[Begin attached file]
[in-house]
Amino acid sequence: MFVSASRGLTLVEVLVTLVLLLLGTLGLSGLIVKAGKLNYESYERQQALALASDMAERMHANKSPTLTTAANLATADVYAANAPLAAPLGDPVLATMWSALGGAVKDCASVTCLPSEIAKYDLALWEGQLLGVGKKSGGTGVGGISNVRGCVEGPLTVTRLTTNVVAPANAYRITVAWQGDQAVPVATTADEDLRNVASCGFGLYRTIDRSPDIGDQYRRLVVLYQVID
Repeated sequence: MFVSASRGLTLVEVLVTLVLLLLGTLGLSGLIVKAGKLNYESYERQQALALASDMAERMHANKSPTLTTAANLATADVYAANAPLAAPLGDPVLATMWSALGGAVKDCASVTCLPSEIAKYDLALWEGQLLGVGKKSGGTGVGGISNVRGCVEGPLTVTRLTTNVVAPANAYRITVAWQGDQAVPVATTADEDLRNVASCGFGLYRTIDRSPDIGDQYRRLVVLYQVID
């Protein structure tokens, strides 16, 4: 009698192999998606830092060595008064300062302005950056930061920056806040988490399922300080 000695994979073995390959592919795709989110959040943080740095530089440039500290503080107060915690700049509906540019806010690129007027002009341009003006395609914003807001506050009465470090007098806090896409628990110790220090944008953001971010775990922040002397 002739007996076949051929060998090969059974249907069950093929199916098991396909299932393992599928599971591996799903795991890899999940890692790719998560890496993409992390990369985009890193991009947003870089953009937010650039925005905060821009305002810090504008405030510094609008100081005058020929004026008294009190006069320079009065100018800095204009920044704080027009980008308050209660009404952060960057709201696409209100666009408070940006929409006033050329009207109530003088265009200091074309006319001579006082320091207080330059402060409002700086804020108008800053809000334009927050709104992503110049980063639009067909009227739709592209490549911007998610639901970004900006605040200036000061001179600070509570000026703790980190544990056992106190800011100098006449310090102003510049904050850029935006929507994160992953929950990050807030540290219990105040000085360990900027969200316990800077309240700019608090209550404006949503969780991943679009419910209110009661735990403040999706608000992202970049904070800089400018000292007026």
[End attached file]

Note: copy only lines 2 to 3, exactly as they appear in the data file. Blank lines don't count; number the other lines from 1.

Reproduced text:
Amino acid sequence: MFVSASRGLTLVEVLVTLVLLLLGTLGLSGLIVKAGKLNYESYERQQALALASDMAERMHANKSPTLTTAANLATADVYAANAPLAAPLGDPVLATMWSALGGAVKDCASVTCLPSEIAKYDLALWEGQLLGVGKKSGGTGVGGISNVRGCVEGPLTVTRLTTNVVAPANAYRITVAWQGDQAVPVATTADEDLRNVASCGFGLYRTIDRSPDIGDQYRRLVVLYQVID
Repeated sequence: MFVSASRGLTLVEVLVTLVLLLLGTLGLSGLIVKAGKLNYESYERQQALALASDMAERMHANKSPTLTTAANLATADVYAANAPLAAPLGDPVLATMWSALGGAVKDCASVTCLPSEIAKYDLALWEGQLLGVGKKSGGTGVGGISNVRGCVEGPLTVTRLTTNVVAPANAYRITVAWQGDQAVPVATTADEDLRNVASCGFGLYRTIDRSPDIGDQYRRLVVLYQVID